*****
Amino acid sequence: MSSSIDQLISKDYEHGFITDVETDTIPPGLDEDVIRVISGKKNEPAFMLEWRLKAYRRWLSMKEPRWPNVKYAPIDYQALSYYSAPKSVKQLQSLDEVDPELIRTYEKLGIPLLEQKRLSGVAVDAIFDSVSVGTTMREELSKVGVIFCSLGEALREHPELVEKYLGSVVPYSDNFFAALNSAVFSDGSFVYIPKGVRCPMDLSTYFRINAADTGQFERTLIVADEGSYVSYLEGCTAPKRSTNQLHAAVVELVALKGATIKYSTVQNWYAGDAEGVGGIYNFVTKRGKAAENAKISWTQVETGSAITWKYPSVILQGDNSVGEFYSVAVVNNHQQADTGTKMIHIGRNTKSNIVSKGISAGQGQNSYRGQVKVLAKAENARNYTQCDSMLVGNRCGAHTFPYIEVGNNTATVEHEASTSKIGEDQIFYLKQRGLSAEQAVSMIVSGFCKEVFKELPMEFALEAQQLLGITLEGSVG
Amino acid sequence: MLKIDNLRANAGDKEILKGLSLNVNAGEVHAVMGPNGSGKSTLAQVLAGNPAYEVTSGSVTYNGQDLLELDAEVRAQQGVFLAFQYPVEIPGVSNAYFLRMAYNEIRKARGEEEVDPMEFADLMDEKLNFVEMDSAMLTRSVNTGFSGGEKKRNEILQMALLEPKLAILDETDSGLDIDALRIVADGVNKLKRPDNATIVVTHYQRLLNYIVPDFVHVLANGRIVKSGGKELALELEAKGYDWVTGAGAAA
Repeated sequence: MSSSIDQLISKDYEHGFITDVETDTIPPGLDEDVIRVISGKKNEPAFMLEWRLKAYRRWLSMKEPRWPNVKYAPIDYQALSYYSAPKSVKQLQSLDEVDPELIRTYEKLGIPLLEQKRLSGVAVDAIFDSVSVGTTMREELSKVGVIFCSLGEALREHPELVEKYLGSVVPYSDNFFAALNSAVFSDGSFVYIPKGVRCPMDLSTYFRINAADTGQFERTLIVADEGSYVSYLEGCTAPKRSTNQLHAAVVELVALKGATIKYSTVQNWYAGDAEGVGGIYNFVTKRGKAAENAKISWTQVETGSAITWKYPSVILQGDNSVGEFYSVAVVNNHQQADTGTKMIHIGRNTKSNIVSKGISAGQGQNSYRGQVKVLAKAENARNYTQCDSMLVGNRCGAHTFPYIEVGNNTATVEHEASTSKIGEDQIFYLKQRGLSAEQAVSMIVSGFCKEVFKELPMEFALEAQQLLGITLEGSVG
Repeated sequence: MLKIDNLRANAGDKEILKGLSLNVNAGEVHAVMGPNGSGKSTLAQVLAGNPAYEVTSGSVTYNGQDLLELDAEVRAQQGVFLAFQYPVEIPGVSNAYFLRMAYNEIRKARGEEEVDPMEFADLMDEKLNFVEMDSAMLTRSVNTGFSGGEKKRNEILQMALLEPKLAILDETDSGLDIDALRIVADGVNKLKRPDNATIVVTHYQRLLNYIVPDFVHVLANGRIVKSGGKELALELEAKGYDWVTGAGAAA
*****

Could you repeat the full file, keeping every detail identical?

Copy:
Amino acid sequence: MSSSIDQLISKDYEHGFITDVETDTIPPGLDEDVIRVISGKKNEPAFMLEWRLKAYRRWLSMKEPRWPNVKYAPIDYQALSYYSAPKSVKQLQSLDEVDPELIRTYEKLGIPLLEQKRLSGVAVDAIFDSVSVGTTMREELSKVGVIFCSLGEALREHPELVEKYLGSVVPYSDNFFAALNSAVFSDGSFVYIPKGVRCPMDLSTYFRINAADTGQFERTLIVADEGSYVSYLEGCTAPKRSTNQLHAAVVELVALKGATIKYSTVQNWYAGDAEGVGGIYNFVTKRGKAAENAKISWTQVETGSAITWKYPSVILQGDNSVGEFYSVAVVNNHQQADTGTKMIHIGRNTKSNIVSKGISAGQGQNSYRGQVKVLAKAENARNYTQCDSMLVGNRCGAHTFPYIEVGNNTATVEHEASTSKIGEDQIFYLKQRGLSAEQAVSMIVSGFCKEVFKELPMEFALEAQQLLGITLEGSVG
Amino acid sequence: MLKIDNLRANAGDKEILKGLSLNVNAGEVHAVMGPNGSGKSTLAQVLAGNPAYEVTSGSVTYNGQDLLELDAEVRAQQGVFLAFQYPVEIPGVSNAYFLRMAYNEIRKARGEEEVDPMEFADLMDEKLNFVEMDSAMLTRSVNTGFSGGEKKRNEILQMALLEPKLAILDETDSGLDIDALRIVADGVNKLKRPDNATIVVTHYQRLLNYIVPDFVHVLANGRIVKSGGKELALELEAKGYDWVTGAGAAA
Repeated sequence: MSSSIDQLISKDYEHGFITDVETDTIPPGLDEDVIRVISGKKNEPAFMLEWRLKAYRRWLSMKEPRWPNVKYAPIDYQALSYYSAPKSVKQLQSLDEVDPELIRTYEKLGIPLLEQKRLSGVAVDAIFDSVSVGTTMREELSKVGVIFCSLGEALREHPELVEKYLGSVVPYSDNFFAALNSAVFSDGSFVYIPKGVRCPMDLSTYFRINAADTGQFERTLIVADEGSYVSYLEGCTAPKRSTNQLHAAVVELVALKGATIKYSTVQNWYAGDAEGVGGIYNFVTKRGKAAENAKISWTQVETGSAITWKYPSVILQGDNSVGEFYSVAVVNNHQQADTGTKMIHIGRNTKSNIVSKGISAGQGQNSYRGQVKVLAKAENARNYTQCDSMLVGNRCGAHTFPYIEVGNNTATVEHEASTSKIGEDQIFYLKQRGLSAEQAVSMIVSGFCKEVFKELPMEFALEAQQLLGITLEGSVG
Repeated sequence: MLKIDNLRANAGDKEILKGLSLNVNAGEVHAVMGPNGSGKSTLAQVLAGNPAYEVTSGSVTYNGQDLLELDAEVRAQQGVFLAFQYPVEIPGVSNAYFLRMAYNEIRKARGEEEVDPMEFADLMDEKLNFVEMDSAMLTRSVNTGFSGGEKKRNEILQMALLEPKLAILDETDSGLDIDALRIVADGVNKLKRPDNATIVVTHYQRLLNYIVPDFVHVLANGRIVKSGGKELALELEAKGYDWVTGAGAAA